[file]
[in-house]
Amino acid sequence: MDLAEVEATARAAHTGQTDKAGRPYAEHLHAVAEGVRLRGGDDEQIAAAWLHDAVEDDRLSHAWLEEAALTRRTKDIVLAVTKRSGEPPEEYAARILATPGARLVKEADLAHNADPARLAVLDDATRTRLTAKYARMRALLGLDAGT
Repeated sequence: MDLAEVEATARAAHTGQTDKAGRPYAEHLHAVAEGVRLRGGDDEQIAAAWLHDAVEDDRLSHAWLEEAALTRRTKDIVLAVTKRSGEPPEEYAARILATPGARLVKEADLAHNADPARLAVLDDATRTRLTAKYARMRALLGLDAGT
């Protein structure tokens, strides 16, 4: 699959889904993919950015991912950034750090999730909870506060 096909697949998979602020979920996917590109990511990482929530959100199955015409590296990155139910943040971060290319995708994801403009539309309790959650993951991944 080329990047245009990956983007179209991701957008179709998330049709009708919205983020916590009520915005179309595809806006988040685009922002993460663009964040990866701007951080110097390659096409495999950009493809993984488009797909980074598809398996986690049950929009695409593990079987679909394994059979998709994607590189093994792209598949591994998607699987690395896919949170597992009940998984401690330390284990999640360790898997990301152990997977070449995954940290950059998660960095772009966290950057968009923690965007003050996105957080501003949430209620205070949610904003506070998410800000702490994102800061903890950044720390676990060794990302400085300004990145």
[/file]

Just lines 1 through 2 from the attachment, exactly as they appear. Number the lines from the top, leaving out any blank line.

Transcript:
[in-house]
Amino acid sequence: MDLAEVEATARAAHTGQTDKAGRPYAEHLHAVAEGVRLRGGDDEQIAAAWLHDAVEDDRLSHAWLEEAALTRRTKDIVLAVTKRSGEPPEEYAARILATPGARLVKEADLAHNADPARLAVLDDATRTRLTAKYARMRALLGLDAGT